The mass mailing of absentee ballots applications from the secretary of state and directives to be generous in the review of return signatures were examples of sources of potential concern, he said.
“Those are things that, irrespective of your position, dilute the security and the sanctity and the belief in the outcome of an election,” DeBoyer said. “… I think legislatively, we need action that tightens up the discretionary decisions of the secretary of state’s office.”
DeBoyer, who lives in Clay Township, also talked about tightening up voter rolls.
When asked about the 2020 election, Skarbek, 23, said he did “believe there were some wrong votes.”
“However, I’m not going to run my whole campaign on that,” he said Wednesday. “That’s not me. That’s not what I’m going to support. I am a person that likes to look at the future.”
Instead, Skarbek talks about the other concerns from voters he’s learned about door-knocking during his campaign. Public education, economic growth and entrepreneurship, infrastructure, veterans, hunting and fishing rights, and the Second Amendment were all among them.
“Everything that’s going on in the local and state government is what made me come up with this list, and this is what we’re going to support throughout our campaign and as a state representative,” Skarbek said. “… I don’t want to be a one-issue candidate. I want to be a broad candidate so that everyone knows where I’ll stand and what I’ll support.”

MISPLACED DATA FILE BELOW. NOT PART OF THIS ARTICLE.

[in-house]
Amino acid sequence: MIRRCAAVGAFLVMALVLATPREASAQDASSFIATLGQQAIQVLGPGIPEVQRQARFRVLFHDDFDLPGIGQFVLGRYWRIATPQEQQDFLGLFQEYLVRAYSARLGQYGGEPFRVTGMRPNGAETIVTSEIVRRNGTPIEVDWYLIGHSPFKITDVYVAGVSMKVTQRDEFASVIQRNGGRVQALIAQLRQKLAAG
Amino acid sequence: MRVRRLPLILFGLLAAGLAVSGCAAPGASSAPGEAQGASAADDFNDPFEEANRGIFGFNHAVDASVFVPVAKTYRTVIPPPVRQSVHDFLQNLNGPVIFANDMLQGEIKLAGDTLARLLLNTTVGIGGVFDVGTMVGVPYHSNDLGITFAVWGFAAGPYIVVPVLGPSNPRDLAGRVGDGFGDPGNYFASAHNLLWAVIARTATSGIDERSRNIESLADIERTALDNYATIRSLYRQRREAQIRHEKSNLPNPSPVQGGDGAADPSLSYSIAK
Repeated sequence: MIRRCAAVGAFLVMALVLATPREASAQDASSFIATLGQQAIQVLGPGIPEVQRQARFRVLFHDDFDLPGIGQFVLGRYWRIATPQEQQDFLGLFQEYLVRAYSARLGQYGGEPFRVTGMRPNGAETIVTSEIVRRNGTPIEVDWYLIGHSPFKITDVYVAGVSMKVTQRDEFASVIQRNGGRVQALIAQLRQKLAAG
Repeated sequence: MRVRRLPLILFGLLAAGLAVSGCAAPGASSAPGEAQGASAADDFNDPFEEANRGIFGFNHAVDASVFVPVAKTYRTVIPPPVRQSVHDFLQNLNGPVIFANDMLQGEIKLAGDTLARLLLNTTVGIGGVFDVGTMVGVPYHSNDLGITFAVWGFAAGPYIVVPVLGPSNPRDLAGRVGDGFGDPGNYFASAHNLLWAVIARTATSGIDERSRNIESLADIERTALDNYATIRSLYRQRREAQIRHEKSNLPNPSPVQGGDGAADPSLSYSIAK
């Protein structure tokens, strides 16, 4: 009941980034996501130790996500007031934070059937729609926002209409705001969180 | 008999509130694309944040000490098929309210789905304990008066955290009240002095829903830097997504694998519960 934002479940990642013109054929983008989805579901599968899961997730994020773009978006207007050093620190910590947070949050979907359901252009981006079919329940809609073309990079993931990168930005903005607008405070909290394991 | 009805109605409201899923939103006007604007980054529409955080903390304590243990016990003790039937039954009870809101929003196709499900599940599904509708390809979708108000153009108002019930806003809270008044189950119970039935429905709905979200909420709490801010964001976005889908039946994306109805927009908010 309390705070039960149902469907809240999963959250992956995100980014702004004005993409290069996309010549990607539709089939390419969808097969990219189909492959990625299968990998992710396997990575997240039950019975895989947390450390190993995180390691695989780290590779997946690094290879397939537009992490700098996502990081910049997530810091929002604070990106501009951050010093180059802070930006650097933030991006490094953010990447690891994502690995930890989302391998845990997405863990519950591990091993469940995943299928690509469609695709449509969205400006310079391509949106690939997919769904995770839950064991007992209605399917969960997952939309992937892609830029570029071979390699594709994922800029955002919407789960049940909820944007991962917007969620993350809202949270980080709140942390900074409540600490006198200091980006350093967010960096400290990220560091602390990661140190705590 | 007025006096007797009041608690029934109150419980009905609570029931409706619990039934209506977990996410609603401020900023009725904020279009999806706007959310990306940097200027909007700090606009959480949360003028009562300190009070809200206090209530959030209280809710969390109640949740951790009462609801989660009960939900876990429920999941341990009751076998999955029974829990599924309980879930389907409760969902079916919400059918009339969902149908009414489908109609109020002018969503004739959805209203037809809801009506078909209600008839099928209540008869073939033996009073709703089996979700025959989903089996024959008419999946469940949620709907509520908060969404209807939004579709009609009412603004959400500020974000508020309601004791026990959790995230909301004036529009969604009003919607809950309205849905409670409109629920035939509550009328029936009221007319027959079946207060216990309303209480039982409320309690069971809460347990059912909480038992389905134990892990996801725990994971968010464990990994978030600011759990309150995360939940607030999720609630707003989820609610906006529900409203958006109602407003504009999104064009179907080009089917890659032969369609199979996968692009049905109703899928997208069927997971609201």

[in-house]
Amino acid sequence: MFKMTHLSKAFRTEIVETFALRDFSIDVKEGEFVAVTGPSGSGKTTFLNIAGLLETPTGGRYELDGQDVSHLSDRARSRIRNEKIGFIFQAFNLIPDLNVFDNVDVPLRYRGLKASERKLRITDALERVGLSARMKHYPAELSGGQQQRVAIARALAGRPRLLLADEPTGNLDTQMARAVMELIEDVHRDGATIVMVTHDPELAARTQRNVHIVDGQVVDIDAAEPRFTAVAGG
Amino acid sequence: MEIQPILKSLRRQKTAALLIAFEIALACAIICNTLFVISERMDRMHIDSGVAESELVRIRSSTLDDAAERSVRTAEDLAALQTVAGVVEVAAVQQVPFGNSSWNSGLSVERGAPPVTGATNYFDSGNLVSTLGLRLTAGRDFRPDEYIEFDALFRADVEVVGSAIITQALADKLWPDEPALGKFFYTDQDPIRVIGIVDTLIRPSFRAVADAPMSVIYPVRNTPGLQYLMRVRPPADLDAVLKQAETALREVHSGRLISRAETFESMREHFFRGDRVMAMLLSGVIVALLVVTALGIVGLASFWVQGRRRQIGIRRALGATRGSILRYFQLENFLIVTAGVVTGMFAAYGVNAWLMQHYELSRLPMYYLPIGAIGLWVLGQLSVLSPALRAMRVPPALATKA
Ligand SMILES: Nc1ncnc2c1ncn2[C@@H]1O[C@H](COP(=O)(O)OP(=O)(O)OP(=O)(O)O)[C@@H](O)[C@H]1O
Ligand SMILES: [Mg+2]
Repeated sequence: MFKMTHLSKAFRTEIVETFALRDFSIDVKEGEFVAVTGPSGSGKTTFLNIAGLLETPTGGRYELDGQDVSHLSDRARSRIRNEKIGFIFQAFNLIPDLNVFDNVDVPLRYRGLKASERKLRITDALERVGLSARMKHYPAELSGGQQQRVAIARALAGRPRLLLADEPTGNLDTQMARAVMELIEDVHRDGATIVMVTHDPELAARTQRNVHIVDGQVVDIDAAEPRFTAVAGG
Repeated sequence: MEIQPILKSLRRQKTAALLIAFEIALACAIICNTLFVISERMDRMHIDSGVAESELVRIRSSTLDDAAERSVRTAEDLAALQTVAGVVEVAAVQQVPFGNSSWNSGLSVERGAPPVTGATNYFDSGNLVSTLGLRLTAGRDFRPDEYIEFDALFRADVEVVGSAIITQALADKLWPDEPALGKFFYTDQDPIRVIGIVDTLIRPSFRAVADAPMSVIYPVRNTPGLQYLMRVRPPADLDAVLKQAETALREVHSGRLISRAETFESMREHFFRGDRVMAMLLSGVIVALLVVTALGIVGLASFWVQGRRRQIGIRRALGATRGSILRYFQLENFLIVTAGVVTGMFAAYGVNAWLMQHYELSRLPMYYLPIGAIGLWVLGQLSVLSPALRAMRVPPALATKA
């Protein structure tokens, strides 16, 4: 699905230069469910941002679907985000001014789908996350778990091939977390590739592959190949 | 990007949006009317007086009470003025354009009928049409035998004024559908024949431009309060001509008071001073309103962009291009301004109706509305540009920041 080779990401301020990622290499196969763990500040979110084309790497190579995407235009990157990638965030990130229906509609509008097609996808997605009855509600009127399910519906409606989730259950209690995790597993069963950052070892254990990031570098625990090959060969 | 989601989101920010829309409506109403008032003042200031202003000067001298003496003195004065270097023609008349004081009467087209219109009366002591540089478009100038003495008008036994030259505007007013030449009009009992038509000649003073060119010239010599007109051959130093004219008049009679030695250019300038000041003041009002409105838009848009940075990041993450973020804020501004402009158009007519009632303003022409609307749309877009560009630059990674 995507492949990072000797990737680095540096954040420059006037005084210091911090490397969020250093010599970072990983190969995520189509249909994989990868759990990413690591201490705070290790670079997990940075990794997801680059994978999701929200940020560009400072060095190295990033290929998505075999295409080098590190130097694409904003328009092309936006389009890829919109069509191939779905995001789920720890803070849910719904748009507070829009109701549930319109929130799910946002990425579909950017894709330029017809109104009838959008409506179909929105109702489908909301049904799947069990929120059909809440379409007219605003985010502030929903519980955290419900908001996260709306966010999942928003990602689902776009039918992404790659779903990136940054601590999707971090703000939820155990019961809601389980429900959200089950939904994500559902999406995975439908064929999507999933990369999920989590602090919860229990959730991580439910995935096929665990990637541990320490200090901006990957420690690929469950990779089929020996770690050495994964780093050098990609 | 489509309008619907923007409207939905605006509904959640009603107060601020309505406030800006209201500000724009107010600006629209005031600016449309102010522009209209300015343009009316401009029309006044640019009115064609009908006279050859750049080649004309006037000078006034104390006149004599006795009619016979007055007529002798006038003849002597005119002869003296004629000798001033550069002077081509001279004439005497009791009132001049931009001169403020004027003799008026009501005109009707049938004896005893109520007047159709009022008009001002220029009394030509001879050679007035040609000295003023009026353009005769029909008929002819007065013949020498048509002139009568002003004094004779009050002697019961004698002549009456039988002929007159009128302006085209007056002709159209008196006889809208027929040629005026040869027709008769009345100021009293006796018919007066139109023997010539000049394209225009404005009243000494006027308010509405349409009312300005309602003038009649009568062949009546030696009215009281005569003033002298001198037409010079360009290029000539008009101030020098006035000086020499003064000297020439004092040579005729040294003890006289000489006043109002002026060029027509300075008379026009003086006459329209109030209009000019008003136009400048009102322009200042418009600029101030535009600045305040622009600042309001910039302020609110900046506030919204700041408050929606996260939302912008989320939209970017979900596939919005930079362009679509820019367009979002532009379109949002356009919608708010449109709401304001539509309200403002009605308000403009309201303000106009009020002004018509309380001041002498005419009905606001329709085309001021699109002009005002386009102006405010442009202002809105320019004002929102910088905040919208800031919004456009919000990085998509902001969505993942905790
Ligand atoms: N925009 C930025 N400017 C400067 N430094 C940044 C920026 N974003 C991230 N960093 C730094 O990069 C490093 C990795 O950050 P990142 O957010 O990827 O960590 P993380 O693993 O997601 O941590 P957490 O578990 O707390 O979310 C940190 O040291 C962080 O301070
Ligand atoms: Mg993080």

2 Democrats look to stand out in August
After sitting in the “cheap seats” in following state and local issues for several years, Jamie Murray said she is ready to try and find a seat at the table in the 63rd’s Democratic primary.
The East China 58-year-old has never served in or run for major office and did not promote a concrete list of priorities if elected — or at least not yet.
Murray said she thought it was important to ensure people don’t run unopposed.
“I think it’s time that somebody that’s not an insider to be at the table, and I think that’s what you’re seeing with a lot of the candidates,” she said.
Meanwhile, Democrat Kelly Noland of Chesterfield has run for office before, returning to the political sphere from an unsuccessful congressional bid in 2020.
She said she still considers herself a “newbie” and not a politician — now with the hope to get deeper than “kitchen table issues” of congressional races.
“This is where all your tax dollars go. All the funding through your school, your emergency services, your roads. This is where it’s happening,” Noland said.
Murray, who runs a demolition company with her husband, may already be well-known to residents active on social media through her son Kevin Lindke’s Facebook page, where she’s often participated in discussions, advocating for children and outing registered sex offenders in establishments where she believes kids could be in danger. Those discussions also broadly target state and county judicial systems and circuit court and local government figures, wielding corruption allegations.